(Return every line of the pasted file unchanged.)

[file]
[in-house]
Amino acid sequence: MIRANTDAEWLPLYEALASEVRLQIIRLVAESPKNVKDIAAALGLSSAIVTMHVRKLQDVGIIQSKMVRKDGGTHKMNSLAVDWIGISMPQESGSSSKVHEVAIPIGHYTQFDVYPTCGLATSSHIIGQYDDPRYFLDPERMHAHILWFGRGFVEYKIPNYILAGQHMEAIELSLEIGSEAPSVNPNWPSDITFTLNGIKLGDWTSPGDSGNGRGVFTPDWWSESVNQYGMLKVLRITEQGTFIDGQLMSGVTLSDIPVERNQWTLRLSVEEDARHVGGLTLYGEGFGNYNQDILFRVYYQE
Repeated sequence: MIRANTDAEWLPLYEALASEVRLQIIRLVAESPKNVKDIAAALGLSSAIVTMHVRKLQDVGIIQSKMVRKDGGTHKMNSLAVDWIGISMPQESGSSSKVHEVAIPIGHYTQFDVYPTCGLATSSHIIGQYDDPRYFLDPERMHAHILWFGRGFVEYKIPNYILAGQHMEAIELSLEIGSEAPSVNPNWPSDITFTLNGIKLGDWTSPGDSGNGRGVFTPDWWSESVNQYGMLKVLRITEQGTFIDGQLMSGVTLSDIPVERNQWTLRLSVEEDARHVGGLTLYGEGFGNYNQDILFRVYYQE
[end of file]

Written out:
[in-house]
Amino acid sequence: MIRANTDAEWLPLYEALASEVRLQIIRLVAESPKNVKDIAAALGLSSAIVTMHVRKLQDVGIIQSKMVRKDGGTHKMNSLAVDWIGISMPQESGSSSKVHEVAIPIGHYTQFDVYPTCGLATSSHIIGQYDDPRYFLDPERMHAHILWFGRGFVEYKIPNYILAGQHMEAIELSLEIGSEAPSVNPNWPSDITFTLNGIKLGDWTSPGDSGNGRGVFTPDWWSESVNQYGMLKVLRITEQGTFIDGQLMSGVTLSDIPVERNQWTLRLSVEEDARHVGGLTLYGEGFGNYNQDILFRVYYQE
Repeated sequence: MIRANTDAEWLPLYEALASEVRLQIIRLVAESPKNVKDIAAALGLSSAIVTMHVRKLQDVGIIQSKMVRKDGGTHKMNSLAVDWIGISMPQESGSSSKVHEVAIPIGHYTQFDVYPTCGLATSSHIIGQYDDPRYFLDPERMHAHILWFGRGFVEYKIPNYILAGQHMEAIELSLEIGSEAPSVNPNWPSDITFTLNGIKLGDWTSPGDSGNGRGVFTPDWWSESVNQYGMLKVLRITEQGTFIDGQLMSGVTLSDIPVERNQWTLRLSVEEDARHVGGLTLYGEGFGNYNQDILFRVYYQE